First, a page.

This feature originally appeared in Issue 30.
Flying bowler hats in the desert, rows of children painted blue, reindeer antlers floating in ice, the artist herself draped over the roof of a church: with projects ranging from rural China to Madagascar, from the Canadian Arctic to the salt deserts of Bolivia, Scarlett Hooft Graafland melds performance, sculpture and photography to create limpid, otherworldly images of carefully staged creative interventions in the midst of harsh, open landscapes.
What started your interest in travel and exploration?
When I was just out of high school I really wanted to become an artist, but my parents thought I should travel first and then make up my mind. So I went to Kathmandu, where my uncle and some other Dutch mountain climbers had set up a small hotel. I stayed there for a bit and then I started travelling in India in pretty rough circumstances. That was the beginning. Through that travelling I became a lot more convinced I wanted to go to art school, and I also met a lot of artists. I was eighteen at the time so it had an enormous influence on me.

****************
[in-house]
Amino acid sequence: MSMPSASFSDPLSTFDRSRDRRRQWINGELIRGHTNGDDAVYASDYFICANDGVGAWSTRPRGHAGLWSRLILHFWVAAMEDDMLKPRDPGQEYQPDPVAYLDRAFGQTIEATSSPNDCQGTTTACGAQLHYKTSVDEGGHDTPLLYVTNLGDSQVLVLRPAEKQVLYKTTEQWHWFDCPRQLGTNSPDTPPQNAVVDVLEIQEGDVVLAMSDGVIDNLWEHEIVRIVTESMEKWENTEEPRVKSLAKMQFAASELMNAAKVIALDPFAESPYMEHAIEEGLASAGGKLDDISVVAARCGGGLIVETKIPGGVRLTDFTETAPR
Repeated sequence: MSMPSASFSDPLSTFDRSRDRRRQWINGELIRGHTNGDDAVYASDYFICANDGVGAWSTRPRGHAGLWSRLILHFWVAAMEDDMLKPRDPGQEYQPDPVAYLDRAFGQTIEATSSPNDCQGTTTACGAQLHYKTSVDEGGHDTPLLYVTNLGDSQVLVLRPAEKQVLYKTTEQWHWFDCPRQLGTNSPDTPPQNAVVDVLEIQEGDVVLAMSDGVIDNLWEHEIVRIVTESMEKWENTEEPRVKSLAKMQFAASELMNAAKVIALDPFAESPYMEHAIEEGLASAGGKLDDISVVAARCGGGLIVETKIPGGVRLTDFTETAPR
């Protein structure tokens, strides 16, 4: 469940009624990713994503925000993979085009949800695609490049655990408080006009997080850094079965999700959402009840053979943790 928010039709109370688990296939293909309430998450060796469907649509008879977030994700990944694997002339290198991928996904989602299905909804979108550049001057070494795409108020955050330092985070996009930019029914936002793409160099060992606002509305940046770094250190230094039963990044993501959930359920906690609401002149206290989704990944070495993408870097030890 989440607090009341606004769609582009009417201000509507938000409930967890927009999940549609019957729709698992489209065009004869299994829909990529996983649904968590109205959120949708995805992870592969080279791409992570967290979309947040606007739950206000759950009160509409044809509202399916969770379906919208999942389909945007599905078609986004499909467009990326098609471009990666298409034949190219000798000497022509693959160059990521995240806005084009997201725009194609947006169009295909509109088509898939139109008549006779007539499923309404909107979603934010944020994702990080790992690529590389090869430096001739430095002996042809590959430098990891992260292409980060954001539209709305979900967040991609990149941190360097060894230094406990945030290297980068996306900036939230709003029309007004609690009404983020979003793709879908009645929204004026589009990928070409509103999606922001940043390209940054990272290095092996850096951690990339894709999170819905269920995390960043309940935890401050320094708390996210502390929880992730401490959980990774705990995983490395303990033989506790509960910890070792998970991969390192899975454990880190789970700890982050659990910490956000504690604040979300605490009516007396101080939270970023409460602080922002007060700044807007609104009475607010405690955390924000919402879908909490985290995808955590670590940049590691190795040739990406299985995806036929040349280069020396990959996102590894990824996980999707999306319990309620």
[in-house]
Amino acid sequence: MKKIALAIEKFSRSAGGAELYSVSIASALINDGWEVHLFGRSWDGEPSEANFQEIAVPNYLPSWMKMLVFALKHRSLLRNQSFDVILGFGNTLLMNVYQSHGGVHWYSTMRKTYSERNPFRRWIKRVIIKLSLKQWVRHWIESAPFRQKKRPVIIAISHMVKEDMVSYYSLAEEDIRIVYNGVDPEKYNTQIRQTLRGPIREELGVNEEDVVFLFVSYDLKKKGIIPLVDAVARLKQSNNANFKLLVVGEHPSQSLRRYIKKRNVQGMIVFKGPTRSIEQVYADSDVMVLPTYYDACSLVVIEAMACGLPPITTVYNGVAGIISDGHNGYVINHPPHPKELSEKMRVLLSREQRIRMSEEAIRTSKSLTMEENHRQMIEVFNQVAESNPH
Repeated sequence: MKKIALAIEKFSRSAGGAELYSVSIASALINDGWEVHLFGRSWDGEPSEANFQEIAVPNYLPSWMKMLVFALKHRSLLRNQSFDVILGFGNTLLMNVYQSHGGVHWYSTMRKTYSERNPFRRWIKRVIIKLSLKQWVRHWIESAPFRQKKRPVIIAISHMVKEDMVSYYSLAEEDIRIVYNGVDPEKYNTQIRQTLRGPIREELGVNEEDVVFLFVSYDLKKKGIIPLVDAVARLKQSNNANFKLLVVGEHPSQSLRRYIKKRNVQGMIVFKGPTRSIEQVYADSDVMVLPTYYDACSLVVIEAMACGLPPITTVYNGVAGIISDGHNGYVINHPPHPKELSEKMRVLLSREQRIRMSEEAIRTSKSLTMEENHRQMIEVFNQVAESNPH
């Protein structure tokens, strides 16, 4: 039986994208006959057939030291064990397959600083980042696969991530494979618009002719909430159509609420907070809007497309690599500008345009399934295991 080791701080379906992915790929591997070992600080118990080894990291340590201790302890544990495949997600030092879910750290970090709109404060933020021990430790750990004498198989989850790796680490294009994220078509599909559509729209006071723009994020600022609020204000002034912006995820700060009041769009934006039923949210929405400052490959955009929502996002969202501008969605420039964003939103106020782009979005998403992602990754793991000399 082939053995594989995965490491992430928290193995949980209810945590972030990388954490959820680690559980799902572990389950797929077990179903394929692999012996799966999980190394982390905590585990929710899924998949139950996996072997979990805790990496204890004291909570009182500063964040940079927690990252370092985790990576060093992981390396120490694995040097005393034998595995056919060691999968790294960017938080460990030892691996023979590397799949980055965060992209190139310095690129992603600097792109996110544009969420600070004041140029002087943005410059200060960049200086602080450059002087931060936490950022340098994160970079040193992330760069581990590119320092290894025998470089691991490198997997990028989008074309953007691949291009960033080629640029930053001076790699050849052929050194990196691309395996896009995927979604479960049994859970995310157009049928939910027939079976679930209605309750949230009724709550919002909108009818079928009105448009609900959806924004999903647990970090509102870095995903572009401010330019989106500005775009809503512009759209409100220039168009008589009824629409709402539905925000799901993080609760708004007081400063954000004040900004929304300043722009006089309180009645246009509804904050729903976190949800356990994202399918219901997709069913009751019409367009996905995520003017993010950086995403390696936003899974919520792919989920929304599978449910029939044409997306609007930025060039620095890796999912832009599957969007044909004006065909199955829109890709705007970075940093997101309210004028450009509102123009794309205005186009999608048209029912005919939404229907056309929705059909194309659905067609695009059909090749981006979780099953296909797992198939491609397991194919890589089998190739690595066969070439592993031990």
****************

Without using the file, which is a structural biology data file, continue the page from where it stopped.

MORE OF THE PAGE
You trained originally as a sculptor (in Holland, Israel and America). How did photography become your medium?
I always took photographs to document my installations, my sculptures. Then when I was a student in New York, working on a project about memorials, I became interested in the history of Dutch settlers who had almost eradicated the beaver population through trading. I joined the Beaver Society and managed to get into this community of beaver lovers in upstate New York. It was really crazy. I did all this stuff with beavers—trying to get them to gnaw certain types of special wood, like clogs made out of poplar, which they love, so that they would incorporate it in their dams. Then I’d come back weeks later and all I could do was make photographs—I couldn’t take anything with me. That’s how it started.
Have you retained what you have called “a sculptor’s mindset”?